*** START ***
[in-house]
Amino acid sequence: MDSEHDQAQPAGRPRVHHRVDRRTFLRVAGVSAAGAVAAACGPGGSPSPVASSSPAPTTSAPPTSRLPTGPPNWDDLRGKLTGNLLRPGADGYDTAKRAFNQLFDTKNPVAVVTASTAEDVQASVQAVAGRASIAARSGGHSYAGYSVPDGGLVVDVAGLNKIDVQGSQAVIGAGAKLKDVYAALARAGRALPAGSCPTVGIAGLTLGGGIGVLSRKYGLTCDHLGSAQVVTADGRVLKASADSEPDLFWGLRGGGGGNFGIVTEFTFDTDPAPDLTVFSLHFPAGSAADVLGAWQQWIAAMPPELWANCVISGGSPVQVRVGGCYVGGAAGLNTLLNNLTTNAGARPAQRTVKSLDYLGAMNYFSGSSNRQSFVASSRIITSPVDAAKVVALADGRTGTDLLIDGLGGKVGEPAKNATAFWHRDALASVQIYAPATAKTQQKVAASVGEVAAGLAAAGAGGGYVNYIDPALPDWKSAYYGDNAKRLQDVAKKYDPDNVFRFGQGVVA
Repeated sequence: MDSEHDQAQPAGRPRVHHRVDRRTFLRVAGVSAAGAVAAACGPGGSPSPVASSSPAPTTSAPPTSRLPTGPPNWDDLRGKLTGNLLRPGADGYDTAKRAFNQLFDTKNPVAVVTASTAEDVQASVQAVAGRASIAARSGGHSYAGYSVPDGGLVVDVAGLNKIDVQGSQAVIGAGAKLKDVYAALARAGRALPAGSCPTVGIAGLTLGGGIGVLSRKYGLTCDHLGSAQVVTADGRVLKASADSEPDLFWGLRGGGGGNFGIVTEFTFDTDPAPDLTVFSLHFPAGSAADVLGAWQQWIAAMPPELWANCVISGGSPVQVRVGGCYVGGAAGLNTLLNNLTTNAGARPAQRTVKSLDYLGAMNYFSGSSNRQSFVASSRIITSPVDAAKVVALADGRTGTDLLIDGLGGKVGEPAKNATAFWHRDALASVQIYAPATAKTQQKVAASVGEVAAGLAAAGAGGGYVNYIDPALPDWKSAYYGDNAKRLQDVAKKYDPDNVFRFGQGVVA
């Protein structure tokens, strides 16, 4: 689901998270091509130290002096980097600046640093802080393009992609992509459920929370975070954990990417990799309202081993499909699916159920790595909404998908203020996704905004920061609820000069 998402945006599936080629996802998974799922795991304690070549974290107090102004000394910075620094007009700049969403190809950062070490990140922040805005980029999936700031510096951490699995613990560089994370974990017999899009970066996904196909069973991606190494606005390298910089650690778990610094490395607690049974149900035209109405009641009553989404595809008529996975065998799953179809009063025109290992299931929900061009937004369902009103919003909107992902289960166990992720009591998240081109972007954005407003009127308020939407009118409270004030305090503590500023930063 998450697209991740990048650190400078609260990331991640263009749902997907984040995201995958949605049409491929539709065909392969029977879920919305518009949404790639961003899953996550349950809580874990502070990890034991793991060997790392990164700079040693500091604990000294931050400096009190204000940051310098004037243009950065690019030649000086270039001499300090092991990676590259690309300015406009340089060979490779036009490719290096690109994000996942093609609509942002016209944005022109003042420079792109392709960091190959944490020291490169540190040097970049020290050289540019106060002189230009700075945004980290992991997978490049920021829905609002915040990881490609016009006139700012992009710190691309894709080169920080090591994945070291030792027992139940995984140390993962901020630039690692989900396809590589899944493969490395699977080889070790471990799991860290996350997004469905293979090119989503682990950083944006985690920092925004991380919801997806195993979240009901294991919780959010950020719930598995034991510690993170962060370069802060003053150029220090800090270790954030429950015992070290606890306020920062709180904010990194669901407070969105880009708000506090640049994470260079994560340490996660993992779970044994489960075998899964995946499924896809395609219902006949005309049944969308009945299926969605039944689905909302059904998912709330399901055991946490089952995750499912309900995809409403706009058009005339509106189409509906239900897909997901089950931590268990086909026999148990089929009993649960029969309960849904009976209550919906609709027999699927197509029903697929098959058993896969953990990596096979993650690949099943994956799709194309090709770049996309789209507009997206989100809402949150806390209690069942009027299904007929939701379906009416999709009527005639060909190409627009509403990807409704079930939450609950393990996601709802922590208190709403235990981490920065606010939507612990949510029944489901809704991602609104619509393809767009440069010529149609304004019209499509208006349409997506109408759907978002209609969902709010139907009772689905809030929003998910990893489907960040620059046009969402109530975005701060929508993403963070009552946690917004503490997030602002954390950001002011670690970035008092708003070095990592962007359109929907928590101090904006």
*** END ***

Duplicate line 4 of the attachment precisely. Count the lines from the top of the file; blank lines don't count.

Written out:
């Protein structure tokens, strides 16, 4: 689901998270091509130290002096980097600046640093802080393009992609992509459920929370975070954990990417990799309202081993499909699916159920790595909404998908203020996704905004920061609820000069 998402945006599936080629996802998974799922795991304690070549974290107090102004000394910075620094007009700049969403190809950062070490990140922040805005980029999936700031510096951490699995613990560089994370974990017999899009970066996904196909069973991606190494606005390298910089650690778990610094490395607690049974149900035209109405009641009553989404595809008529996975065998799953179809009063025109290992299931929900061009937004369902009103919003909107992902289960166990992720009591998240081109972007954005407003009127308020939407009118409270004030305090503590500023930063 998450697209991740990048650190400078609260990331991640263009749902997907984040995201995958949605049409491929539709065909392969029977879920919305518009949404790639961003899953996550349950809580874990502070990890034991793991060997790392990164700079040693500091604990000294931050400096009190204000940051310098004037243009950065690019030649000086270039001499300090092991990676590259690309300015406009340089060979490779036009490719290096690109994000996942093609609509942002016209944005022109003042420079792109392709960091190959944490020291490169540190040097970049020290050289540019106060002189230009700075945004980290992991997978490049920021829905609002915040990881490609016009006139700012992009710190691309894709080169920080090591994945070291030792027992139940995984140390993962901020630039690692989900396809590589899944493969490395699977080889070790471990799991860290996350997004469905293979090119989503682990950083944006985690920092925004991380919801997806195993979240009901294991919780959010950020719930598995034991510690993170962060370069802060003053150029220090800090270790954030429950015992070290606890306020920062709180904010990194669901407070969105880009708000506090640049994470260079994560340490996660993992779970044994489960075998899964995946499924896809395609219902006949005309049944969308009945299926969605039944689905909302059904998912709330399901055991946490089952995750499912309900995809409403706009058009005339509106189409509906239900897909997901089950931590268990086909026999148990089929009993649960029969309960849904009976209550919906609709027999699927197509029903697929098959058993896969953990990596096979993650690949099943994956799709194309090709770049996309789209507009997206989100809402949150806390209690069942009027299904007929939701379906009416999709009527005639060909190409627009509403990807409704079930939450609950393990996601709802922590208190709403235990981490920065606010939507612990949510029944489901809704991602609104619509393809767009440069010529149609304004019209499509208006349409997506109408759907978002209609969902709010139907009772689905809030929003998910990893489907960040620059046009969402109530975005701060929508993403963070009552946690917004503490997030602002954390950001002011670690970035008092708003070095990592962007359109929907928590101090904006």